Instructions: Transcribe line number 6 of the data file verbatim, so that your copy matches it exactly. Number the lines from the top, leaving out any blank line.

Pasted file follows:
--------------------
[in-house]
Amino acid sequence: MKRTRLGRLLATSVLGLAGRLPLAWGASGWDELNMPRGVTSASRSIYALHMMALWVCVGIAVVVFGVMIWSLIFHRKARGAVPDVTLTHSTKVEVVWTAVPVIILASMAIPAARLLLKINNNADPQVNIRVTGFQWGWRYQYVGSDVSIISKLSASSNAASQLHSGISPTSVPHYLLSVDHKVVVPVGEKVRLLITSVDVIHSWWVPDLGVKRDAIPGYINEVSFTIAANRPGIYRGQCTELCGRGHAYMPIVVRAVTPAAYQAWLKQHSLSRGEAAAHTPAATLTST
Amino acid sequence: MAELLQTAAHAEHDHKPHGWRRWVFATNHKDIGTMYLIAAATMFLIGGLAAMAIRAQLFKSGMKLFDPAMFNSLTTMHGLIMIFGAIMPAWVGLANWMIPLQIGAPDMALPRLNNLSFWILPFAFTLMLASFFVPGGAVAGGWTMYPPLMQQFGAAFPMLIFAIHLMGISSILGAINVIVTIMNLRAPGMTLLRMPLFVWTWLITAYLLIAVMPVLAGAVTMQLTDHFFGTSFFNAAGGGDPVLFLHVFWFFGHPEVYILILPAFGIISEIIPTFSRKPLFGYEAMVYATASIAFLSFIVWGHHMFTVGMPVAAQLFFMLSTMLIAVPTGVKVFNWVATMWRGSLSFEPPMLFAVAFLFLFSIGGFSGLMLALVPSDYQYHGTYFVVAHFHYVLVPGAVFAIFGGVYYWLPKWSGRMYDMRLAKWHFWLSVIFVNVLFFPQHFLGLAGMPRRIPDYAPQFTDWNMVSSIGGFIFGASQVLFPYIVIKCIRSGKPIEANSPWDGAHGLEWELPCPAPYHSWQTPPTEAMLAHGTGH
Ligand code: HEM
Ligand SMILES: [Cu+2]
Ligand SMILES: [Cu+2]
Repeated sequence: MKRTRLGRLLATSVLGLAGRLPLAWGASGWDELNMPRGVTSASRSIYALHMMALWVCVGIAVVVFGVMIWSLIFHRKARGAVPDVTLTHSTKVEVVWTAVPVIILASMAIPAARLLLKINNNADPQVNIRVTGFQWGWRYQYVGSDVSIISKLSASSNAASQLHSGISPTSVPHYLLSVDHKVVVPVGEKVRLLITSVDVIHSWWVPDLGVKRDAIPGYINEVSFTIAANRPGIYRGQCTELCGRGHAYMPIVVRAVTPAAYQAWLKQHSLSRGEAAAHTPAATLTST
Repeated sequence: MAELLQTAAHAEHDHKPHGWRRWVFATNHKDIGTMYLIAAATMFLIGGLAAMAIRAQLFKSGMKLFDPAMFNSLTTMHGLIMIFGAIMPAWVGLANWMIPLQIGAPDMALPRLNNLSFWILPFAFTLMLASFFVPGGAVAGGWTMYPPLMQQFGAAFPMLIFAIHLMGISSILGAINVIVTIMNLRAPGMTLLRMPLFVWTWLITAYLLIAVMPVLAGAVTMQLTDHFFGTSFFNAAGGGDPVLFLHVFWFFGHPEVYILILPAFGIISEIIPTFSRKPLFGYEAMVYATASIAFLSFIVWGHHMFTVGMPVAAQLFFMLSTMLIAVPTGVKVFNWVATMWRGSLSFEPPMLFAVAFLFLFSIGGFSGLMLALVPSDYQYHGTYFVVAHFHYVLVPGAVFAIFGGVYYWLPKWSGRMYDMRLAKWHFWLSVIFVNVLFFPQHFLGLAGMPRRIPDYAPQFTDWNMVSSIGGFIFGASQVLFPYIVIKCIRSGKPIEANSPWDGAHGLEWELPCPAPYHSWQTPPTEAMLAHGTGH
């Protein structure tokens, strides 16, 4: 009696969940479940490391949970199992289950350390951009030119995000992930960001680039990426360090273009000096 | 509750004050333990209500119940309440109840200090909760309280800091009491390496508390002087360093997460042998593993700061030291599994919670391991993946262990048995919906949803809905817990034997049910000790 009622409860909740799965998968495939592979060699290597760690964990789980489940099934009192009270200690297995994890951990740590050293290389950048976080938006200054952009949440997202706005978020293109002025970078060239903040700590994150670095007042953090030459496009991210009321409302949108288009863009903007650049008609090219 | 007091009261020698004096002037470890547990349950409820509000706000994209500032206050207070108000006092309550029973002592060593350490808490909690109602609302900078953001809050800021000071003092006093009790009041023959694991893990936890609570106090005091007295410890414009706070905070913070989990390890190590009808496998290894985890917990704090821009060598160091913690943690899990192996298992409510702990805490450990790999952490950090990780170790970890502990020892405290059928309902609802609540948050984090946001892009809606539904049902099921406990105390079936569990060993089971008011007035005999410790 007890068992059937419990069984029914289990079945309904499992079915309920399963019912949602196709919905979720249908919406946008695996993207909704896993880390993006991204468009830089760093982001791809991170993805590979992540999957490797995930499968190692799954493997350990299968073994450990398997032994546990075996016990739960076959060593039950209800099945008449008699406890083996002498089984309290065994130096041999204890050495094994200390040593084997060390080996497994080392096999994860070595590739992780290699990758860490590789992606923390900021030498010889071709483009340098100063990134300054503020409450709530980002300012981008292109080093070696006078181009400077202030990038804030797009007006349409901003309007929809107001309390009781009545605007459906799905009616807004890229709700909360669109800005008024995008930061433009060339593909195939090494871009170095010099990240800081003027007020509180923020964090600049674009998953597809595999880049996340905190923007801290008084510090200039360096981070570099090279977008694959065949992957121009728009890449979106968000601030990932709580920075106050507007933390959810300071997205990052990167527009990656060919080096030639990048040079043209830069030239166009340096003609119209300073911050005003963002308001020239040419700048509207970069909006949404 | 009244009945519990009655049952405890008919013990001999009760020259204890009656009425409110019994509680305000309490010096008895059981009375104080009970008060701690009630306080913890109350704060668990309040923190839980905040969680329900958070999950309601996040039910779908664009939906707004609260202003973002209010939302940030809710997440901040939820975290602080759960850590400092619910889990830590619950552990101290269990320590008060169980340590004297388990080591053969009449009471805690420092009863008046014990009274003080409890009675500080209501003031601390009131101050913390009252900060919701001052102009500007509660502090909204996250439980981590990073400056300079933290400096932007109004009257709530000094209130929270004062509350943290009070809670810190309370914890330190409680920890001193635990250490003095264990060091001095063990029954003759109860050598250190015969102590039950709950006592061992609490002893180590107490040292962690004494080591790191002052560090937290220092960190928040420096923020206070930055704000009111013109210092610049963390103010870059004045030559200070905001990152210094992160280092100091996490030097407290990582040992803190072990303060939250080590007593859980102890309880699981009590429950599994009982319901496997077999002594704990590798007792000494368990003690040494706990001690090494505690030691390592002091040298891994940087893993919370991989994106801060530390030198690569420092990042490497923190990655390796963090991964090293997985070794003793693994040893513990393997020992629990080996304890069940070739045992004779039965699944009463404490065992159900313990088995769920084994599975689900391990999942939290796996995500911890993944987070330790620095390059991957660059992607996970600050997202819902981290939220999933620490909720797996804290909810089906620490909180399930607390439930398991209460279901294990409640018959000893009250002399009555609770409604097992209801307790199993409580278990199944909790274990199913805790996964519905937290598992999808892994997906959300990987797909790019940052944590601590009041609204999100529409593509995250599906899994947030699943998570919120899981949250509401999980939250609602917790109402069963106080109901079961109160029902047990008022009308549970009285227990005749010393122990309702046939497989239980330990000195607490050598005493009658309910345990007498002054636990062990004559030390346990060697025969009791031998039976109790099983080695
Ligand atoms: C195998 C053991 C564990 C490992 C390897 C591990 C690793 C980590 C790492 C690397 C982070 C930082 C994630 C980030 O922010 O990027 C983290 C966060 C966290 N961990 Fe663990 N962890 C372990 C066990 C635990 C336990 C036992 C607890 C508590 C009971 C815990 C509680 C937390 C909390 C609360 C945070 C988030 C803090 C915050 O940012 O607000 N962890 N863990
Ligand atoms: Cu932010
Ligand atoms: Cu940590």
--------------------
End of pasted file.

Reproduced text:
Ligand SMILES: [Cu+2]